Wormeries are gaining in popularity as gardeners and householders embrace the recycling ethos and discover the benefits that soft, crumbly and beautifully textured wormcast can bring to the garden.

Time for a brief lesson on wormeries! Composting with worms is certainly an excellent method of disposing of unwanted kitchen and garden waste and receiving some excellent quality compost and liquid feed in return!

WormsWormeries are perfect for variety of ingredients - kitchen peelings, tea bags, cooked and uncooked food scraps, contents of the hoover bag, biscuits, grass clippings and the list goes on and on - in fact, it's probably quicker to list the material worms DON'T like (things like meat, bones, cooking oil, salt, spicy foods and dairy products)!

Another thing to consider when composting with worms (known as vermiculture if you want to do any further investigation) is that they don't like large amounts of any one material which is why I'd always suggest a compost bin or tumbler for a large garden which is likely to produce large amounts of one compostable material - grass clippings for example.

You'll find a wormery pretty much looks after itself once established and maintaining the correct conditions isn't too difficult. Wormeries which become too wet (quite common when you consider that vegetable peelings are around 90% water) can be treated with strips of dry newspaper which soak up excess moisture and are devoured by the worms; it's easy to purchase extra composting worms should you need them and there's plenty of advice available for the would-be vermiculturist!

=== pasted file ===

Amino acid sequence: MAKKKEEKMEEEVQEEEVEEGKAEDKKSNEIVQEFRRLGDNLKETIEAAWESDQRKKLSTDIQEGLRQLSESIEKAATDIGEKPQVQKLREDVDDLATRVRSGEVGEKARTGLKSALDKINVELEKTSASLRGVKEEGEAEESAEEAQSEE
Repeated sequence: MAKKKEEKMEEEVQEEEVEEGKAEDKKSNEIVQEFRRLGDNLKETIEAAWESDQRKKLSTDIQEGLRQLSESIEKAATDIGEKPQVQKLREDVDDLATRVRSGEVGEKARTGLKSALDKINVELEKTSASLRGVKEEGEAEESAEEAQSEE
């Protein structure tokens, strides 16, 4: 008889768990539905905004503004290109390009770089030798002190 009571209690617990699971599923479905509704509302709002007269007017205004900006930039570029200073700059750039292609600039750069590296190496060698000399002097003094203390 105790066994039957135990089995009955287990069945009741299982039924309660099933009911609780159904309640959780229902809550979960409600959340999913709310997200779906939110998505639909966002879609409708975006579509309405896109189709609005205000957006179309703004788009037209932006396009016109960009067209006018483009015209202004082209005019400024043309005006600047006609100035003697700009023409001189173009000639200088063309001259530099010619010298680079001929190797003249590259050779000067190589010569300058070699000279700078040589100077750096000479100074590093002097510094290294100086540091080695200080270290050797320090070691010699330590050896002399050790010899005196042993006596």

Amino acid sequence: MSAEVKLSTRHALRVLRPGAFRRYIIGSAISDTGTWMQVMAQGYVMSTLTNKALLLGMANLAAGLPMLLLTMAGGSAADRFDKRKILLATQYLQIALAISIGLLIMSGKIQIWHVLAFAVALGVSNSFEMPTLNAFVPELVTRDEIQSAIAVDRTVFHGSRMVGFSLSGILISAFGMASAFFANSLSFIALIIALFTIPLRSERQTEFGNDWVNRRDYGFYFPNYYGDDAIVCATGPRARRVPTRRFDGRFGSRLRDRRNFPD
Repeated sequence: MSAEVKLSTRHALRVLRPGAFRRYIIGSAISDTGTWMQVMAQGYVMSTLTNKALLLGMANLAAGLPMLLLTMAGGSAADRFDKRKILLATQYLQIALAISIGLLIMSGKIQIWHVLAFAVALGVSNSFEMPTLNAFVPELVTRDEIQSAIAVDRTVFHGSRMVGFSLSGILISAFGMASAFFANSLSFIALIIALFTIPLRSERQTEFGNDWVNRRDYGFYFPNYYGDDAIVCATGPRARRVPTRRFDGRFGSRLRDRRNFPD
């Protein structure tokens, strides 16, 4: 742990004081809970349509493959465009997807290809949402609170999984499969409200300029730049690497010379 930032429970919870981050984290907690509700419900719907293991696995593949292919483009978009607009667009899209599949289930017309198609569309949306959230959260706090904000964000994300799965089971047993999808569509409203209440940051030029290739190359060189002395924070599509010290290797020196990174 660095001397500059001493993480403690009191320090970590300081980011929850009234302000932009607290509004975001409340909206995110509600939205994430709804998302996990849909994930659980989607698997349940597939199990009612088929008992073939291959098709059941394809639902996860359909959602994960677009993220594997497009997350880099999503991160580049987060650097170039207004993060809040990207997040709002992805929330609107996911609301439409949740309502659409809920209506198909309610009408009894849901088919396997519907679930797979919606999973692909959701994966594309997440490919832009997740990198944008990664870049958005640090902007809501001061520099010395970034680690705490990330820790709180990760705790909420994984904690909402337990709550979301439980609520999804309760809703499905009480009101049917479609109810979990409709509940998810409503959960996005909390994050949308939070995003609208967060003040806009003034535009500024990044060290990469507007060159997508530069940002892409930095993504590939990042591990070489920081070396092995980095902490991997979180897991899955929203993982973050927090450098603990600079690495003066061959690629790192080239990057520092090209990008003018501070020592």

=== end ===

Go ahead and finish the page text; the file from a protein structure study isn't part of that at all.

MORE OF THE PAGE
A couple of final things to think about are the type of wormery and winter storage. The designs which have separate lift-off trays are usually the easiest to start off with as they make harvesting the excellent compost you end up with very easy. We stock a 100 Litre Wormery which is also ideal for beginners and is fitted with a tap at the base to drain off and collect the invaluable leachate but getting the compost out is slightly more difficult.

Rather like us, worms don't like the cold and allowing the wormery to freeze will result in stiff, dead worms and no compost! Wrapping the structure in bubble insulation is one way to prevent this happening, and placing the wormery in a shed or outbuilding to keep off the worst of the winter weather is also very popular. Either way, production slows down during the winter months so if you are thinking of starting a wormery, I'd advise you to do so really no later than the end of September or wait until March of the following year.